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Blueroses's avatar

Is there a humane and compassionate way to renovate medicaid and serve us all?

Asked by Blueroses (18256points) November 17th, 2012

I work for a charity hospital. I’m grateful for being a part of our mission statement: “To treat every person with premium care, regardless of ability to pay.”

Here’s the rub. Medicaid pays fully for any ER visit. This means our ER is full 24/7 with people who use the ER as their family doctor.

I don’t blame them. You get seen immediately, get your script and get out. It’s much faster than going to a community clinic.

Second part of the rub: At least here, community clinics take no longer than private practice to see patients. It costs us all a hell of a lot to go to the ER, even with insurance (because it costs a hell of a lot to staff an ER)

How can we give good care to the poor and maintain a prime ER for everybody? I think it has to be a penalty/copay for using the ER as a regular doctor. Thoughts?

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17 Answers

poisonedantidote's avatar

Can you have a doctor in the ER, or a nurse, who sees the patients the very instant they come in, and assess how serious their condition is?

If you come in having a heart attack you get allocated code red, and are seen right now. if you come in with your head smashed in and bleeding you get code orange and are seen right away as long as there is not a code red patient before them. If you come in with a broken leg you get code yellow, and will probably have to wait a while, if you come in with back pain you get code green, and if you come in for a prescription for flu you get code blue and wait the longest.

My main goal would be to not have a fee or penalty for these people, as they sound like they are doing this out of necessity, and charging a fee may prevent some from having a doctor at all.

Maybe you could ask patients for donations after they have been given treatment if money is what is needed. Or maybe you could have a fun raising campaign that is run constantly.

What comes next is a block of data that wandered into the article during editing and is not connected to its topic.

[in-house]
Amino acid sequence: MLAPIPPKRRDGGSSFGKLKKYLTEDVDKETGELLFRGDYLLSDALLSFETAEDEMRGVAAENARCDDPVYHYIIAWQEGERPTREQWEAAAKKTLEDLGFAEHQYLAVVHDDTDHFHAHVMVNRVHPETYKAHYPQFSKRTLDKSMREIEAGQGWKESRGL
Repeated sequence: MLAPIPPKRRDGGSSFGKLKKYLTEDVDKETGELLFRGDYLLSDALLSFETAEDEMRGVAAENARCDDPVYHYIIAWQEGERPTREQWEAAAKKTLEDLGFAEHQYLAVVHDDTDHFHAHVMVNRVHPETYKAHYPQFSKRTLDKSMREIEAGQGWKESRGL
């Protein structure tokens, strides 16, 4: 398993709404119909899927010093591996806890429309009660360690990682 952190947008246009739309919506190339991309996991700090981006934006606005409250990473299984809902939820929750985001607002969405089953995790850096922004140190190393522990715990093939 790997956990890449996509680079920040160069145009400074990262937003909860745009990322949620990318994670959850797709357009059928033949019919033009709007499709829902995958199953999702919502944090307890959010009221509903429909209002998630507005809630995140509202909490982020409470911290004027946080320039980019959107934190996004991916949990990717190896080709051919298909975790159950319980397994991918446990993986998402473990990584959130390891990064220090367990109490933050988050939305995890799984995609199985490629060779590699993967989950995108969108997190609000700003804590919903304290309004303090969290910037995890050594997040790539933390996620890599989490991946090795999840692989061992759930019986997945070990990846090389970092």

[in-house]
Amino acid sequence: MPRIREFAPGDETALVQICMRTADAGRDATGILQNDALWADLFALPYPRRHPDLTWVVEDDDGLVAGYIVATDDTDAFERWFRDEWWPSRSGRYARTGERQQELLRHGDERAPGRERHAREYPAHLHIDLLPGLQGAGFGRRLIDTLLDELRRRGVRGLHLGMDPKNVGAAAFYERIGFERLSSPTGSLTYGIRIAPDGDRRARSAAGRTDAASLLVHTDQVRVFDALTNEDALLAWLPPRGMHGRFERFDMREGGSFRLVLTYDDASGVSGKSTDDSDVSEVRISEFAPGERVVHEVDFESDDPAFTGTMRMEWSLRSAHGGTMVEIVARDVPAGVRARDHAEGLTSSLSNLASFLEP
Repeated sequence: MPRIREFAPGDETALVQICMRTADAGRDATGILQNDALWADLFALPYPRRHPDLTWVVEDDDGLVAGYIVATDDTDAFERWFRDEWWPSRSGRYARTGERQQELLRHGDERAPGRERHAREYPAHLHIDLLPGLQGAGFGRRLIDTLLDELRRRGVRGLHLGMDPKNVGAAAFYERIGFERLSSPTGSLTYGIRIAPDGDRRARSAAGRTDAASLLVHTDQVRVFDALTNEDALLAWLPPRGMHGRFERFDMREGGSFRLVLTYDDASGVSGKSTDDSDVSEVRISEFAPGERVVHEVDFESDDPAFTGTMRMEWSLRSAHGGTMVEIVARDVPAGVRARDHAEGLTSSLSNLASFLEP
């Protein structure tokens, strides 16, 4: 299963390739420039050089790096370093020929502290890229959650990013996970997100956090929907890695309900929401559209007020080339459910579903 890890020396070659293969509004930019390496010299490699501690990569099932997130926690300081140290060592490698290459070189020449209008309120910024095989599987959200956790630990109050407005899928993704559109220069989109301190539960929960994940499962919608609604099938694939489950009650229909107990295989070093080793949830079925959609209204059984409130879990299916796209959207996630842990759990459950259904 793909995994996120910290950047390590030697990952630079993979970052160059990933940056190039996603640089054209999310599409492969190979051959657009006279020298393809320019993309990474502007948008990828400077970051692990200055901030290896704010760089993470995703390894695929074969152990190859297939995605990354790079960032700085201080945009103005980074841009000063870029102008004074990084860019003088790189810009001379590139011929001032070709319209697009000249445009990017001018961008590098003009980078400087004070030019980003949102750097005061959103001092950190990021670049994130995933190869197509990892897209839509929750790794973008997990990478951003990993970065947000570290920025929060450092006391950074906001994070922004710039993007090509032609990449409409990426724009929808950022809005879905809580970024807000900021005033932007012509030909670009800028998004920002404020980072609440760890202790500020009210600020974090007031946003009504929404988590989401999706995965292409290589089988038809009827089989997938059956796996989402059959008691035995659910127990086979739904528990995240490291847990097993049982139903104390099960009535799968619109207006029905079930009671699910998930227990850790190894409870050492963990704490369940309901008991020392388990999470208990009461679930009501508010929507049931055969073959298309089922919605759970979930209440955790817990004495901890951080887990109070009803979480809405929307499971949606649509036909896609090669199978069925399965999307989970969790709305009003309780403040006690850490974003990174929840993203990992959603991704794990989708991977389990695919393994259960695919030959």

There are plenty of ways you could raise money online from people who are more fortunate. If you wanted further advice and help with that, I could always help you out and point you in the right direction.

jca's avatar

@poisonedantidote: That’s called a Triage Nurse and every ER has one. Triage nurse does assessment and determines who’s first in the pecking order of injuries/illnesses. Stabbings, shootings go before colds do.

LuckyGuy's avatar

There should always be some penalty or cost otherwise there is positive incentive to abuse the system.
You might offer one free visit every 2 years then they must pay a large penalty and the debt gets reported to social services and section 8. If they want to earn another free visit, they must work 20 hours for an approved charity or service, soup kitchen, salvation army bell ringer, etc.
I do not believe in any free lunches. Ever. Unless you are disabled and in a vegetative state you must do something functional to help society.

GracieT's avatar

I have been to a local ER several times since my husband and I moved into this area. All of the times have been because of real emergencies, because of being unable to go to my regular doctor (time of day or day of occurrence.) In every case but a couple- almost literally just two times, I have been treated by uncaring idiots 1.) an attending who when I reported his incompetence to the chief if staff in the ER (I had to go back for the lack of care and it was the middle of the night,) 2) because of my husband having to actually remove the blood pressure cuff because of the nurse using it making me turn blue, or the amount of time I had to wait because of the number of people in the ER (despite my having a throat swollen to the point of having trouble breathing by a reaction to a medicine.) I’ve been taken to the ER also sometimes because of seizures. My husband and I do have a family physician. I guess my point is that the care in ERs (at least the one closest to us) is NOT always acceptable, and people don’t always go because of not wanting to avoid having to deal with the trouble and or cost of having a regular family doctor. Why would they chose to deal with this incompetence if they had alternatives? I know that not all ERs are this bad, but seriously…